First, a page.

What’s the most special thing to you about thrifting?
I think when you’re in your early 20s and you’re transitioning into adulthood and want to create a proper wardrobe, especially in a place like New York where you’re constantly trying to build and define yourself, it’s special to have pieces that are yours and that no one else has. In 2018, we love brands that simplify everything, which is great, but it makes us wear all the same things, use all the same products, you know? With vintage, I know that no one has my vintage Betsey Johnson dress that I love. No one has my vintage Escada jacket. It’s nice to have these things and to learn how to take care of them. Especially with fast fashion, you buy things knowing they’re not going to last longer than two months, but with vintage, you learn how to take care of something properly. That kind of relationship with your clothes is so important. Because everything comes easily to us, it’s nice to say, “You know what? I’m gonna make this work for me. It might not be my size, but i’m gonna get it taken in, or get the buttons fixed.”
What are your essential thrifting tips?
1.) Don’t rush. If you’re the type of person who’s easily swayed by other people’s opinions, this is something to do by yourself. I personally don’t like going to museums with other people, and thrifting is like that for me, too. If someone tells me that something looks good on me, I’ll buy it and then have buyer’s remorse. So I go by myself and it’s kind of therapeutic for me, to just look through a bunch of stuff and then find my golden ticket.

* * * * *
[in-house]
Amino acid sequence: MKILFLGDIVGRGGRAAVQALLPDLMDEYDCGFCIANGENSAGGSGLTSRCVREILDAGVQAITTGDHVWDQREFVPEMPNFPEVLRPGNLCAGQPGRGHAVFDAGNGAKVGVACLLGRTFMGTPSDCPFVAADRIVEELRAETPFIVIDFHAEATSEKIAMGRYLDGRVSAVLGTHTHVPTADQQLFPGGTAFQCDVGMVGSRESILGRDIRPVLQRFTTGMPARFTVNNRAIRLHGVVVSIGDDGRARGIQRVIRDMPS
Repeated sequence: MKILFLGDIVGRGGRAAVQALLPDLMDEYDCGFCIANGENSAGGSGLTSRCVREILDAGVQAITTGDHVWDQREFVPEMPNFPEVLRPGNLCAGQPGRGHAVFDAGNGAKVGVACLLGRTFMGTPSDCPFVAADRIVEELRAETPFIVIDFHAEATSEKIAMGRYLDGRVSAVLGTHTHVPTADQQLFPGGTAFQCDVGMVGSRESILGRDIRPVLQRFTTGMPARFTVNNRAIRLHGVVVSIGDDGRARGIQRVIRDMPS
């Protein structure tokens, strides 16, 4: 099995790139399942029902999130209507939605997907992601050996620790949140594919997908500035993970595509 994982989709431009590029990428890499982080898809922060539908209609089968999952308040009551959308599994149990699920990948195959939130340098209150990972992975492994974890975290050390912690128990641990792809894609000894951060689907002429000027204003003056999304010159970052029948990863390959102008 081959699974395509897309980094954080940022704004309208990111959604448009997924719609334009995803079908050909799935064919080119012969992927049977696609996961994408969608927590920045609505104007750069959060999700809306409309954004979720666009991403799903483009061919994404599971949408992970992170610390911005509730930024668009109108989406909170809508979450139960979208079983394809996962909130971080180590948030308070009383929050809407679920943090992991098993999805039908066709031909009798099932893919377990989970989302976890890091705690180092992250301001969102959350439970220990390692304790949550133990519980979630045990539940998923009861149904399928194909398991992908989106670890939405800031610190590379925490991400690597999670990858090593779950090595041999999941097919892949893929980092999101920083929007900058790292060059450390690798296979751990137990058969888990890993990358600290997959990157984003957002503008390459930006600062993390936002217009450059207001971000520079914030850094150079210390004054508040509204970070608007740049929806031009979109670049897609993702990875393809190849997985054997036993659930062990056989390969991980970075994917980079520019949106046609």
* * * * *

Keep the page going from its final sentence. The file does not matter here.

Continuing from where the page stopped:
2.) Don’t go in with a plan or a goal of finding a specific, particular thing. You can’t have this narrow idea of what you want because it just doesn’t work that way. This is why thrifting is a great metaphor for life. You have to work with what you find. If you are looking for something specific, don’t be afraid to go on a website like Etsy or Depop, because they’re actually very good and I’ve found great deals on there before.
3.) Be willing to go to smaller stores. When a thrift store blows up, it’s hard to find the good things. There’s one that I know of that’s super lowkey, but I’ve found the best things and it’s just in a basement in Bushwick. Be willing to check out the small businesses rather than the chain thrift shops.
How do you know whether it’s worth getting something tailored or not?
If something doesn’t fit right anymore or if I thrift something that isn’t perfect, I’m willing to go the extra mile to get it tailored so I can appreciate the things that I have. When my mom was in her 20s and living in Addis, she would take European fashion magazines into tailors and they would make things for her. She had these beautiful two pieces and she would just get things made for her. For me, more than anything, it’s about appreciating your clothes and knowing that they’re gonna last you for 20 years. Thrifting makes you appreciate your things. I want to make a mindful selection of things that I wear. I don’t wanna open up my closet and have it be full of stuff that I don’t love. Besides, in New York, you don’t have space for things that you kind of like. It’s about sustainability. It’s about appreciation of the things that you own. And it’s about space.